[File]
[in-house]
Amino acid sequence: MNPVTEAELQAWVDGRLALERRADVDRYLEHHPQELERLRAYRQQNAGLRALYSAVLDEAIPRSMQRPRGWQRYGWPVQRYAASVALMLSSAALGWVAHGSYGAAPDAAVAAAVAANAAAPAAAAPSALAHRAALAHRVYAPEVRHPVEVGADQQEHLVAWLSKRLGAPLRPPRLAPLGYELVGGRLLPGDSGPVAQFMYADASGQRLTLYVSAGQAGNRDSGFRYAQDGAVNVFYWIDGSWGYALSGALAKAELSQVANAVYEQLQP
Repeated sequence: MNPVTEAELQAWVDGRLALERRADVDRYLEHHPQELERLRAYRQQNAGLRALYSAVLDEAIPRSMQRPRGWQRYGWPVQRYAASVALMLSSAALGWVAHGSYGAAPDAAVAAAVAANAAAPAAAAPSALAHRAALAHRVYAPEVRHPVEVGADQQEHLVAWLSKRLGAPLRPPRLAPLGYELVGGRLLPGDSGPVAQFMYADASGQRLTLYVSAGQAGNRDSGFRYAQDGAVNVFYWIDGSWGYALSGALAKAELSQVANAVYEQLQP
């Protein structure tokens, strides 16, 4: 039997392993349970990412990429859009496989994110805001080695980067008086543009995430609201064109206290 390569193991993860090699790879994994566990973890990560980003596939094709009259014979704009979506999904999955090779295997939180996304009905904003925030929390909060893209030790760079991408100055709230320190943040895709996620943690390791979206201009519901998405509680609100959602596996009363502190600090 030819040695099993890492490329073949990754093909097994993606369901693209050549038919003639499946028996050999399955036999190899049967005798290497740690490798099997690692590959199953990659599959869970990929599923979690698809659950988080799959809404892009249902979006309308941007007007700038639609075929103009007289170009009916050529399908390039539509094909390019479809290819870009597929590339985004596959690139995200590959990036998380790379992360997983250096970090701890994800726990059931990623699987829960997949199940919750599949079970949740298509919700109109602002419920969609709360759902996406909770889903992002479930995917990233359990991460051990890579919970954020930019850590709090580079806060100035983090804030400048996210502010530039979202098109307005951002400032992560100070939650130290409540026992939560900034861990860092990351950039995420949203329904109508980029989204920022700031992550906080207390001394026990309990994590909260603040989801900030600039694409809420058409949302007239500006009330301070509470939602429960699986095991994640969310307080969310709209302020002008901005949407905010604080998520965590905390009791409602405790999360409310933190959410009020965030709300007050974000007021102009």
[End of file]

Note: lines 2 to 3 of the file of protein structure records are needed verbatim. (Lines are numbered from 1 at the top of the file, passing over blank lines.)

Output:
Amino acid sequence: MNPVTEAELQAWVDGRLALERRADVDRYLEHHPQELERLRAYRQQNAGLRALYSAVLDEAIPRSMQRPRGWQRYGWPVQRYAASVALMLSSAALGWVAHGSYGAAPDAAVAAAVAANAAAPAAAAPSALAHRAALAHRVYAPEVRHPVEVGADQQEHLVAWLSKRLGAPLRPPRLAPLGYELVGGRLLPGDSGPVAQFMYADASGQRLTLYVSAGQAGNRDSGFRYAQDGAVNVFYWIDGSWGYALSGALAKAELSQVANAVYEQLQP
Repeated sequence: MNPVTEAELQAWVDGRLALERRADVDRYLEHHPQELERLRAYRQQNAGLRALYSAVLDEAIPRSMQRPRGWQRYGWPVQRYAASVALMLSSAALGWVAHGSYGAAPDAAVAAAVAANAAAPAAAAPSALAHRAALAHRVYAPEVRHPVEVGADQQEHLVAWLSKRLGAPLRPPRLAPLGYELVGGRLLPGDSGPVAQFMYADASGQRLTLYVSAGQAGNRDSGFRYAQDGAVNVFYWIDGSWGYALSGALAKAELSQVANAVYEQLQP